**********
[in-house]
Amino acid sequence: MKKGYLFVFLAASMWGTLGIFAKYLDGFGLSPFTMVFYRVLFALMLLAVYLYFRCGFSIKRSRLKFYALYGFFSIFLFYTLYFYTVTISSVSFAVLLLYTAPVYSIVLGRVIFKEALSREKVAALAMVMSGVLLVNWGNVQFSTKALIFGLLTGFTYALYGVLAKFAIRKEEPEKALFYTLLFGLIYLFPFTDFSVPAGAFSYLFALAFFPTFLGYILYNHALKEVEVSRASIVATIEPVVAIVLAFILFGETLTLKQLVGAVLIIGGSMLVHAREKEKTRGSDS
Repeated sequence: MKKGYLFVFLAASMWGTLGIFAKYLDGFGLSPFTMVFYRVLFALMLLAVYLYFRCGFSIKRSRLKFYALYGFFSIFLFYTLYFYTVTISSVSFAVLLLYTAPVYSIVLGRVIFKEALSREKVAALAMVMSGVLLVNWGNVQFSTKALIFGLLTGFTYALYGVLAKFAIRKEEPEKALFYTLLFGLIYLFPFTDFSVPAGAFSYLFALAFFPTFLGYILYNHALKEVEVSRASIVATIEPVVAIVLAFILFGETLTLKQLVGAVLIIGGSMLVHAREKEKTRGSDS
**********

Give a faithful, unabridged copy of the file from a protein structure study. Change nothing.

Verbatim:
[in-house]
Amino acid sequence: MKKGYLFVFLAASMWGTLGIFAKYLDGFGLSPFTMVFYRVLFALMLLAVYLYFRCGFSIKRSRLKFYALYGFFSIFLFYTLYFYTVTISSVSFAVLLLYTAPVYSIVLGRVIFKEALSREKVAALAMVMSGVLLVNWGNVQFSTKALIFGLLTGFTYALYGVLAKFAIRKEEPEKALFYTLLFGLIYLFPFTDFSVPAGAFSYLFALAFFPTFLGYILYNHALKEVEVSRASIVATIEPVVAIVLAFILFGETLTLKQLVGAVLIIGGSMLVHAREKEKTRGSDS
Repeated sequence: MKKGYLFVFLAASMWGTLGIFAKYLDGFGLSPFTMVFYRVLFALMLLAVYLYFRCGFSIKRSRLKFYALYGFFSIFLFYTLYFYTVTISSVSFAVLLLYTAPVYSIVLGRVIFKEALSREKVAALAMVMSGVLLVNWGNVQFSTKALIFGLLTGFTYALYGVLAKFAIRKEEPEKALFYTLLFGLIYLFPFTDFSVPAGAFSYLFALAFFPTFLGYILYNHALKEVEVSRASIVATIEPVVAIVLAFILFGETLTLKQLVGAVLIIGGSMLVHAREKEKTRGSDS